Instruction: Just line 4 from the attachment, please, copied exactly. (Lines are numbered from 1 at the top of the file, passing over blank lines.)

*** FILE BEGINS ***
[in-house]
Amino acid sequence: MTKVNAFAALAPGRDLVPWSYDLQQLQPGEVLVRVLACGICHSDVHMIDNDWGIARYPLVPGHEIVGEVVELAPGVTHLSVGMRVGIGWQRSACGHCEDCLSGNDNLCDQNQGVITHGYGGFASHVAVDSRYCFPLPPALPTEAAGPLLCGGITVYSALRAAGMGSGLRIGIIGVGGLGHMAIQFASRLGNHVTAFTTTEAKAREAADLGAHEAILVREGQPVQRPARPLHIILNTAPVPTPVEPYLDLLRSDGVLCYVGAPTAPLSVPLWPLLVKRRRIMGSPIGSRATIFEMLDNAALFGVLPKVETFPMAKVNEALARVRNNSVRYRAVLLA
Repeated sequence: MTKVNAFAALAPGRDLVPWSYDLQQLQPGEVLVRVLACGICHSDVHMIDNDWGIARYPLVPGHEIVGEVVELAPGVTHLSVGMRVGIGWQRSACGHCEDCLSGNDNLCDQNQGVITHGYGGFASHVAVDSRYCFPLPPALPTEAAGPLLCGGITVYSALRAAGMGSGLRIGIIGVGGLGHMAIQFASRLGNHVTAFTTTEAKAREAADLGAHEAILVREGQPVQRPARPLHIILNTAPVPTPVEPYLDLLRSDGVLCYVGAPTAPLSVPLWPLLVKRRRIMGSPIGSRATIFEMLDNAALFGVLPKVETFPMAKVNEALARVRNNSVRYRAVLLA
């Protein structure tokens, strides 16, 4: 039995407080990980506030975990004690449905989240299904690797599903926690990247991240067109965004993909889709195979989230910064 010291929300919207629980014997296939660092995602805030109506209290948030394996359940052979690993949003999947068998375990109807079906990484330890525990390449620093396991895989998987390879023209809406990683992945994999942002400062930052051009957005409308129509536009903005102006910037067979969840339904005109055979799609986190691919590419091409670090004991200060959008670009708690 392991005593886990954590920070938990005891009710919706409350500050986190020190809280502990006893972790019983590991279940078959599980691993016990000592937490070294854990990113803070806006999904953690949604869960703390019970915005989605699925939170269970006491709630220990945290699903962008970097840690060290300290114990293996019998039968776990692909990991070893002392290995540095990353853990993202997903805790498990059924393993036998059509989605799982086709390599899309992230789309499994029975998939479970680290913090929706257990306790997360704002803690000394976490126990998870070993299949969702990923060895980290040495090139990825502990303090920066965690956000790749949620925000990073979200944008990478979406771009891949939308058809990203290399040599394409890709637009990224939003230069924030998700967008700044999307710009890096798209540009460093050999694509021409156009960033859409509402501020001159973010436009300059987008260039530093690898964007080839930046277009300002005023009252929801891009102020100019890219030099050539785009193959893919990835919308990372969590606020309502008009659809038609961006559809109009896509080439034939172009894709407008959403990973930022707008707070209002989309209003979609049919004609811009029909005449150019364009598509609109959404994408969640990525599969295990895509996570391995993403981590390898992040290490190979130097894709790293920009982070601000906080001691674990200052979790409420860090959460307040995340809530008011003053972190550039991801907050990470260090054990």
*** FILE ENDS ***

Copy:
């Protein structure tokens, strides 16, 4: 039995407080990980506030975990004690449905989240299904690797599903926690990247991240067109965004993909889709195979989230910064 010291929300919207629980014997296939660092995602805030109506209290948030394996359940052979690993949003999947068998375990109807079906990484330890525990390449620093396991895989998987390879023209809406990683992945994999942002400062930052051009957005409308129509536009903005102006910037067979969840339904005109055979799609986190691919590419091409670090004991200060959008670009708690 392991005593886990954590920070938990005891009710919706409350500050986190020190809280502990006893972790019983590991279940078959599980691993016990000592937490070294854990990113803070806006999904953690949604869960703390019970915005989605699925939170269970006491709630220990945290699903962008970097840690060290300290114990293996019998039968776990692909990991070893002392290995540095990353853990993202997903805790498990059924393993036998059509989605799982086709390599899309992230789309499994029975998939479970680290913090929706257990306790997360704002803690000394976490126990998870070993299949969702990923060895980290040495090139990825502990303090920066965690956000790749949620925000990073979200944008990478979406771009891949939308058809990203290399040599394409890709637009990224939003230069924030998700967008700044999307710009890096798209540009460093050999694509021409156009960033859409509402501020001159973010436009300059987008260039530093690898964007080839930046277009300002005023009252929801891009102020100019890219030099050539785009193959893919990835919308990372969590606020309502008009659809038609961006559809109009896509080439034939172009894709407008959403990973930022707008707070209002989309209003979609049919004609811009029909005449150019364009598509609109959404994408969640990525599969295990895509996570391995993403981590390898992040290490190979130097894709790293920009982070601000906080001691674990200052979790409420860090959460307040995340809530008011003053972190550039991801907050990470260090054990």